Let’s ask IVy to check our invariant. We select the Check induction operation, like this:

Testing IVy screenshot

Here’s what IVy says:

Testing IVy screenshot

It is telling us that our conjectured invariant fails the consecution test. When we click OK, we see the counter-example to induction:

Testing IVy screenshot

On the left-hand side of the display, we see a transition of the program from a state labeled 0 to a state labeled 1. The action labeling the transition arrow can tell us something about how we get from state 0 to state 1 (and in particular, how our invariant fails). For the moment, though, let’s concentrate on the right-hand side. Here, we see a representation of state 0, the one just before the invariant is violated. It shows one server (arbitrarily numbered 0) and two clients (numbered 0 and 1).

IVy has already displayed the link relation, since it occurs in our conjectured invariant. The red arrows show the link relationships between the clients and the server (notice that on the right, the relation link(X,Y) is in red). If you click on the bubble numbered 1 on the left, you’ll see the next state, occurring after a connect. In this state, both clients are connected to the server, which violates our invariant.

In state zero, however, what we can see is not unexpected. There is just one client connected to the server, which is what we expect from the protocol. To find out what’s wrong with this state, we need to reveal more information. The check-boxes on the right allow us to display further information about the state. Checking the box to view the semaphore relation, we observe the following:

Testing IVy screenshot

Notice that the server node is now labeled with semaphore, meaning that semaphore is true for this node (if it were false, the label would be ~semaphore. This is clearly the problem. When a client is connected, the semaphore should be down. We will conjecture that in fact this ‘bad pattern’ never occurs. To do this we select the Gather option from the Conjecture menu. When then see the following:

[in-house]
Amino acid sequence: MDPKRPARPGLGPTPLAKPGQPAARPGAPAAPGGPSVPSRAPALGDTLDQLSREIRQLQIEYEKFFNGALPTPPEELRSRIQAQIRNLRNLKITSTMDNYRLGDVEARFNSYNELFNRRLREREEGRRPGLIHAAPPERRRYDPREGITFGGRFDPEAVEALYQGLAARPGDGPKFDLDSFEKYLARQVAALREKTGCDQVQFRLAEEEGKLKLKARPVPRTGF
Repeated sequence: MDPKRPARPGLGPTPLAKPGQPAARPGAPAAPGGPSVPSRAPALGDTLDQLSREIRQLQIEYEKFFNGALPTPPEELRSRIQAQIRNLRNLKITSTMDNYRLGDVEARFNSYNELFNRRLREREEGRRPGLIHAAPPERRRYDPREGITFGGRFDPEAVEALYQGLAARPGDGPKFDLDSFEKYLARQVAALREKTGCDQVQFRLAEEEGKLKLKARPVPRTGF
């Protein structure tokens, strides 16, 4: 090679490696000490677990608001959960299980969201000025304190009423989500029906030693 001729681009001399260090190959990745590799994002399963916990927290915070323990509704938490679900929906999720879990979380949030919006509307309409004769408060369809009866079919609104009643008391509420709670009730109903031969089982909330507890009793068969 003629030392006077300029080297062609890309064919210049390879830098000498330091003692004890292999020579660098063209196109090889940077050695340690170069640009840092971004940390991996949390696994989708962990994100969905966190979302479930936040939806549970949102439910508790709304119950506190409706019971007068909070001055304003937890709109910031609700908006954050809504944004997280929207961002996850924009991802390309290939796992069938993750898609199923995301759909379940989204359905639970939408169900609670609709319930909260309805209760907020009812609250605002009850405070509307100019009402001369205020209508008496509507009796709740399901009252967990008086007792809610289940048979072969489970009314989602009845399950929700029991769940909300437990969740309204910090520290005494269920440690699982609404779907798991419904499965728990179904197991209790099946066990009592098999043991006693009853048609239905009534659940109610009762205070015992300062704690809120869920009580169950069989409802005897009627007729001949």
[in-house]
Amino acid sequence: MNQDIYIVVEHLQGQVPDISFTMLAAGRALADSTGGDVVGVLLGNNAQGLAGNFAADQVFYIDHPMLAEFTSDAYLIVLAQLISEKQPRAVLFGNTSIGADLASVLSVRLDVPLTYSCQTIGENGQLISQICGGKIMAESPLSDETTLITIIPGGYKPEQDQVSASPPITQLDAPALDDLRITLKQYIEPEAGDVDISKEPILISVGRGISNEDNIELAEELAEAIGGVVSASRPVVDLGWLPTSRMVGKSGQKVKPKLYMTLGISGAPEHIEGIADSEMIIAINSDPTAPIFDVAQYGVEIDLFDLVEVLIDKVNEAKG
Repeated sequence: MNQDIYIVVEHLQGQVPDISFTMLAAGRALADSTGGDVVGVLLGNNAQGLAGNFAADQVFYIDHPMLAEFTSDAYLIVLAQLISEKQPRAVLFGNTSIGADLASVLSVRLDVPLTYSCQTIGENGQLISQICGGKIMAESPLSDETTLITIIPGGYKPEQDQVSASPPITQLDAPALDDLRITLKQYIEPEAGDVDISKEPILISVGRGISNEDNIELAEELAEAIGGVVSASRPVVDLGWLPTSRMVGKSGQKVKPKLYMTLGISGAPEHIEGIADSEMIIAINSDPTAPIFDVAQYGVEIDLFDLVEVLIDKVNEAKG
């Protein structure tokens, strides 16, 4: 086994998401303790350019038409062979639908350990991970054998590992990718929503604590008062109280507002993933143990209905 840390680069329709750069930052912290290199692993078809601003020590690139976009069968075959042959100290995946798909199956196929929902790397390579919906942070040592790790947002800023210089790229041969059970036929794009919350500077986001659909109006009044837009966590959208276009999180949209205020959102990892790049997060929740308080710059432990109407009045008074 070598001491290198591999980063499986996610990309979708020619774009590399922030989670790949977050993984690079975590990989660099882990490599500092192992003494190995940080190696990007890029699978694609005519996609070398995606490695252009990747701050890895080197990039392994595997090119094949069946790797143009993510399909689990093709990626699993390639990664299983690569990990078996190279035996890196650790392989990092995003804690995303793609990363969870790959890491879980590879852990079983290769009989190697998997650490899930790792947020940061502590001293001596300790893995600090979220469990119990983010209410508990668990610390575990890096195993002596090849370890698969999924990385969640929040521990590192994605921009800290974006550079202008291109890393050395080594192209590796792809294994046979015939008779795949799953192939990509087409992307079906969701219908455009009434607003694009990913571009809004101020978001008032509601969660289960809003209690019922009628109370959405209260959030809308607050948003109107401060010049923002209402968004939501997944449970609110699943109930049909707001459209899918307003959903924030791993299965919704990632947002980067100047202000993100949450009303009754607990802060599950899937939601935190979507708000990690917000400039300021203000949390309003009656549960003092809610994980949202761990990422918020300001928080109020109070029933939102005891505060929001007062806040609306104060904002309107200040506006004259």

Testing IVy screenshot

IVy has collect three facts about the displayed state, shown under the heading ‘Constraints’. These facts are a logical representation of the bad pattern we observed graphically: there are two distinct nodes, one of which is connected to the server and the server’s semaphore is up.

Also notice that the nodes and the arcs in the graph have been highlighted to indicate that they are all used in the listed facts.

Since we think that this particular pattern should never occur, we will generalize it to produce new conjectured invariant about the program state. Choosing the Strengthen option from the Conjecture menu, we see:

Testing IVy screenshot

IVy is suggesting to add this fact to the list of conjectured invariants:

~(C:client ~= D & link(C,S) & semaphore(S))

This says that we cannot have two distinct clients, where one of them is linked to the server and the semaphore is up. We click OK, adding this formula to our list of conjectured invariants.

We can now try checking inductiveness again with our new conjecture. We see the following:

Testing IVy screenshot

We now have a proof that our program is safe. Of course, we want to save that proof so we can use it again later. We select Save invariant from the File menu and enter a file name:

Testing IVy screenshot

Here is the content of the file:

# new conjectures

conjecture ~(C:client ~= D & link(C,S) & semaphore(S))

If we add this text to the input file and run IVy again, IVy will use these conjectures and immediately observe that they are inductive.